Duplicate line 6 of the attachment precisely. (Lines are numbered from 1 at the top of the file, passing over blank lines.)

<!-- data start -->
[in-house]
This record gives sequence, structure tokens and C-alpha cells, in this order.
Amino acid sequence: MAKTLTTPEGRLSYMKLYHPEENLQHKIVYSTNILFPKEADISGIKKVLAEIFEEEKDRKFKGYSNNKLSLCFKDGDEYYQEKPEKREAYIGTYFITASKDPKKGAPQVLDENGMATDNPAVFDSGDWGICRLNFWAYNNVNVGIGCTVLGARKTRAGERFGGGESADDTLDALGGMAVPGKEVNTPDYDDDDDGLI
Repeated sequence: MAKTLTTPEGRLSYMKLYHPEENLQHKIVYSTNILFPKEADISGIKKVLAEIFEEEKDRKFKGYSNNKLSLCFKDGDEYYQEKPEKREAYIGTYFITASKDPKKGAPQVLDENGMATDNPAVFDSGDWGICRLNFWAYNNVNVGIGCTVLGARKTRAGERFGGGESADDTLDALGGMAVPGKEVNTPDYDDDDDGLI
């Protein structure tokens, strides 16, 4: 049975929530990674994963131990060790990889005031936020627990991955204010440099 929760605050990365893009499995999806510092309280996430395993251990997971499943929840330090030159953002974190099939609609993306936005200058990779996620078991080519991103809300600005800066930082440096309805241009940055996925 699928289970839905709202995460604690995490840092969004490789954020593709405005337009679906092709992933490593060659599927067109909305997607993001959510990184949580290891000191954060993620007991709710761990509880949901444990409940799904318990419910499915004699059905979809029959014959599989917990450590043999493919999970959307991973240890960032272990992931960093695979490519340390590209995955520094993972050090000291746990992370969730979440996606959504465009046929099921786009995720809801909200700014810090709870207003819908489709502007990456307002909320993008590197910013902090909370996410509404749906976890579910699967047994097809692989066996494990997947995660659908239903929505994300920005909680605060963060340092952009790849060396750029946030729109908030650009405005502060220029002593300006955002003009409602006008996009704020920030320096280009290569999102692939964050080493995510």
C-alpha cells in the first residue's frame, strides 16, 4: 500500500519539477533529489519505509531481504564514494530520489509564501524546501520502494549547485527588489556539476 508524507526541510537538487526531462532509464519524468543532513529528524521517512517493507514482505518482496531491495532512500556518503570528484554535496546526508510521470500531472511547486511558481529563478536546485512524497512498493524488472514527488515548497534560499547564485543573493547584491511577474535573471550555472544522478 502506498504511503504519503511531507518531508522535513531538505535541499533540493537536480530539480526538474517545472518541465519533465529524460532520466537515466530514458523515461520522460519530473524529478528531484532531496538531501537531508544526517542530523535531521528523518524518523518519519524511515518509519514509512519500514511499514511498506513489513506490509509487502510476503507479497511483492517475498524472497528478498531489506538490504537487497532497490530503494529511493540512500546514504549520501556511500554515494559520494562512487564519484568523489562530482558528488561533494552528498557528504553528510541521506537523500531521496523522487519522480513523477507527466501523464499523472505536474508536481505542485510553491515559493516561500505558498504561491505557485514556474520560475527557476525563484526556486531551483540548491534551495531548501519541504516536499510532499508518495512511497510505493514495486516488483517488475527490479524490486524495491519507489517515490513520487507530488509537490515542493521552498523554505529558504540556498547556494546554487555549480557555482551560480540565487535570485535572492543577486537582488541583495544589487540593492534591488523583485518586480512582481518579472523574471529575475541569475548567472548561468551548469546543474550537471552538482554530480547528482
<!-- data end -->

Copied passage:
C-alpha cells in the first residue's frame, strides 16, 4: 500500500519539477533529489519505509531481504564514494530520489509564501524546501520502494549547485527588489556539476 508524507526541510537538487526531462532509464519524468543532513529528524521517512517493507514482505518482496531491495532512500556518503570528484554535496546526508510521470500531472511547486511558481529563478536546485512524497512498493524488472514527488515548497534560499547564485543573493547584491511577474535573471550555472544522478 502506498504511503504519503511531507518531508522535513531538505535541499533540493537536480530539480526538474517545472518541465519533465529524460532520466537515466530514458523515461520522460519530473524529478528531484532531496538531501537531508544526517542530523535531521528523518524518523518519519524511515518509519514509512519500514511499514511498506513489513506490509509487502510476503507479497511483492517475498524472497528478498531489506538490504537487497532497490530503494529511493540512500546514504549520501556511500554515494559520494562512487564519484568523489562530482558528488561533494552528498557528504553528510541521506537523500531521496523522487519522480513523477507527466501523464499523472505536474508536481505542485510553491515559493516561500505558498504561491505557485514556474520560475527557476525563484526556486531551483540548491534551495531548501519541504516536499510532499508518495512511497510505493514495486516488483517488475527490479524490486524495491519507489517515490513520487507530488509537490515542493521552498523554505529558504540556498547556494546554487555549480557555482551560480540565487535570485535572492543577486537582488541583495544589487540593492534591488523583485518586480512582481518579472523574471529575475541569475548567472548561468551548469546543474550537471552538482554530480547528482